The fourth volume of Jazzin' the Blues, as with the first three, features obscure swing era singers and some performers who fall between jazz, blues, folk, pop and even country. In fact most of the nine main performers have little in common musically. Phil Pavey is heard in 1929 with backing from pianist Spencer Williams. Pavey is essentially an early country singer who yodels even while most of his picturesque material is actually comprised of blues. American saxophonist Willie Lewis led a successful big band in Europe during the mid- to late '30s. His one selection with his "Entertainers," the previously unreleased "Who Taught You That," features both vocalists and excellent musicians playing early swing in 1932. The Edgewater Crows is an unidentified quartet that performs a vocal blues and the instrumental "Swinging Rhythm Around." Singer Corney Allen Grier has two OK but forgettable numbers, but Jack Sneed's two selections are unusual in that they mix together a calypso feel with swing. Although he is joined by the nucleus of the John Kirby Sextet, the trumpeter is obviously Joe Guy and not Charlie Shavers. Savannah Churchill was an important singer in the '40s and '50s. She is heard on her first date, four songs from 1942 in which she is joined by the Dixieland-ish Jimmy Lytell's All-Star Seven. Beverly White is cheerful and swinging on her four selections, but most notable is her backup trio which includes pianist Willie "The Lion" Smith and guitarist Al Casey. Billie Hayes shows plenty of spirit on her three numbers, including the topical "Man Shortage Blues." Concluding this varied collection is Richard Huey's Sundown Singers, an a cappella group (except for the use of quiet drums) from 1943 that falls between swing and doo wop. There is a lot of interesting and very rare material throughout this colorful program.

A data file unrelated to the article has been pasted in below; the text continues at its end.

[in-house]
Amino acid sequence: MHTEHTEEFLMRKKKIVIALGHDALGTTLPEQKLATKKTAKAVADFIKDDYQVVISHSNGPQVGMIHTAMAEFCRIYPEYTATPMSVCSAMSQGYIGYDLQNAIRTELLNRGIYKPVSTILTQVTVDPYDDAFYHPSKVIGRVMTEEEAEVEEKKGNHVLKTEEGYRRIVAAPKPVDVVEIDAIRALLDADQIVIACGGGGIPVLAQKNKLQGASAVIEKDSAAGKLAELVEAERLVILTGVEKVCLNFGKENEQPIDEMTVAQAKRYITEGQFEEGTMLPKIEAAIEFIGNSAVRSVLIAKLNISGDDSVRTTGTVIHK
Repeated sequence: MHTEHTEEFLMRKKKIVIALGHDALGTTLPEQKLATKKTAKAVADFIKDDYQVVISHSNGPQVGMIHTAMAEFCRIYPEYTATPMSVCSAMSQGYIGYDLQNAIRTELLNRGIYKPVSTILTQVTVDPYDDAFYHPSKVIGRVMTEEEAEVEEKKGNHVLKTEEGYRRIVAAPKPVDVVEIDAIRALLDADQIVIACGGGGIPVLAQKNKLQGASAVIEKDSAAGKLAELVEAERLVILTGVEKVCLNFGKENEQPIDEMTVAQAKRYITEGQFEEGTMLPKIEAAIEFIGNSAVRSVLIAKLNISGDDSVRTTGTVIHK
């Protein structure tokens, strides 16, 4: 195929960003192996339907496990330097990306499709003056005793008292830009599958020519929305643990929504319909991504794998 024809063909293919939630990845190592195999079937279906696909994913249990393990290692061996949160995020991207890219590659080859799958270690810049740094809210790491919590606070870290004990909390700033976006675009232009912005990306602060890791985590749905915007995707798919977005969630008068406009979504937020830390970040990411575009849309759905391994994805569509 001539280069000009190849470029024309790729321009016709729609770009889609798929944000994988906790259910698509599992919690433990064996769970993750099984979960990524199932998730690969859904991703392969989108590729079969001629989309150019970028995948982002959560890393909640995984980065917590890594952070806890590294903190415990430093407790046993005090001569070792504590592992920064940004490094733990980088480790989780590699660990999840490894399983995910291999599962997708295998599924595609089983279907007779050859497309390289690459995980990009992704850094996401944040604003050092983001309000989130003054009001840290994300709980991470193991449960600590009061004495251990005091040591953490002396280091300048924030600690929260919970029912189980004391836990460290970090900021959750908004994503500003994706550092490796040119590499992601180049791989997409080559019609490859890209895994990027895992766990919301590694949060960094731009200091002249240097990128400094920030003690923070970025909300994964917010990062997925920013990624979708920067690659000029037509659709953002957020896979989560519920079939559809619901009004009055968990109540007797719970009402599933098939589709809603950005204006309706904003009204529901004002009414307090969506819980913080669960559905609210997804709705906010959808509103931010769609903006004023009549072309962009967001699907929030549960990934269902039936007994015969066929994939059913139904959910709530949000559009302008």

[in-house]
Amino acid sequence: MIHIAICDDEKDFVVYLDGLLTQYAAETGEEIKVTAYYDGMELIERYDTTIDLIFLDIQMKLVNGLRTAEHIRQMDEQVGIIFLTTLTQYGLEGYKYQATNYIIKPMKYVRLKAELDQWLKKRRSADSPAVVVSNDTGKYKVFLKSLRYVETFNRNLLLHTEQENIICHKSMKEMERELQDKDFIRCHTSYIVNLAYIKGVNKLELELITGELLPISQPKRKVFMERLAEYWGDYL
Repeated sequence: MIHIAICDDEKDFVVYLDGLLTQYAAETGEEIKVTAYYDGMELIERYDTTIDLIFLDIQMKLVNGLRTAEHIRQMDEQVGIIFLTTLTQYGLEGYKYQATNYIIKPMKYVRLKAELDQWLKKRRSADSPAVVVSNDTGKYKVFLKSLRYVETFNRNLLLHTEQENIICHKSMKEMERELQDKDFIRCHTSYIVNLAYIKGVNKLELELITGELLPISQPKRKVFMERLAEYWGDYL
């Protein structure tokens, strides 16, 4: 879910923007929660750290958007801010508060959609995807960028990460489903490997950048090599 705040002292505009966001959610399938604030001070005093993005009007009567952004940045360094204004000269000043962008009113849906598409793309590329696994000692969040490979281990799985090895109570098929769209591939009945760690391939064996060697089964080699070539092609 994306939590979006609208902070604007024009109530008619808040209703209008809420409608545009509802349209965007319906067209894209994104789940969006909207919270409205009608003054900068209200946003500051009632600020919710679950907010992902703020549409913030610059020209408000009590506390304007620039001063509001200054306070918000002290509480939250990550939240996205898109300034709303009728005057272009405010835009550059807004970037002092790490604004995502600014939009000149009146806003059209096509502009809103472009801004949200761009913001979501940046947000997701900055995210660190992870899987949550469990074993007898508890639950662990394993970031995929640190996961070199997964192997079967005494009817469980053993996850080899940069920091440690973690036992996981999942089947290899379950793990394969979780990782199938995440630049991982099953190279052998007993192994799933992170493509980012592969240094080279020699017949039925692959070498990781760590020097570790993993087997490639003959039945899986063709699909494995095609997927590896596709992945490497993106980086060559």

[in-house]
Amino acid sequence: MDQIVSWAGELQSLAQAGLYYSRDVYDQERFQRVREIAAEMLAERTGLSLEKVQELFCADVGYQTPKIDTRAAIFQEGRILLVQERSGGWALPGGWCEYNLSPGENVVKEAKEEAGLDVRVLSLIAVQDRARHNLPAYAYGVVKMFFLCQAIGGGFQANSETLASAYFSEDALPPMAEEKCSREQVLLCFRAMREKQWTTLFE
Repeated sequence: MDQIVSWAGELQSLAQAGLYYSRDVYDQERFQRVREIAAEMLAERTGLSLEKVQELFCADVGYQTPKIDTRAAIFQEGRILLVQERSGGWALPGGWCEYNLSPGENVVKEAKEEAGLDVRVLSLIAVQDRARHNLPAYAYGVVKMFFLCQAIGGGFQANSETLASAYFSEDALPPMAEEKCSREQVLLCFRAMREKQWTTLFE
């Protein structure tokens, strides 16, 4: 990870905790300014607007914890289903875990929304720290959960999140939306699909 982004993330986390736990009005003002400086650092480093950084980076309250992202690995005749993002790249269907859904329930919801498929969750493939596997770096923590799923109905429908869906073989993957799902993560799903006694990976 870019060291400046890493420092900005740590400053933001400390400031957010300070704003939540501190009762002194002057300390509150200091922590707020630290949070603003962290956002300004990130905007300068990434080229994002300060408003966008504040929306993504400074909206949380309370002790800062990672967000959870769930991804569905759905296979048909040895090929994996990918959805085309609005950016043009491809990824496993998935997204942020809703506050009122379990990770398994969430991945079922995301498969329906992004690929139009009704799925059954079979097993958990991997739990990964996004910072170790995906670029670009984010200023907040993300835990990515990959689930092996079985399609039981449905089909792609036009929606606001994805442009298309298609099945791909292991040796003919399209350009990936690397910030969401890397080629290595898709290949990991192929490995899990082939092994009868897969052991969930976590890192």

Share this page
AllMusic Review by Scott Yanow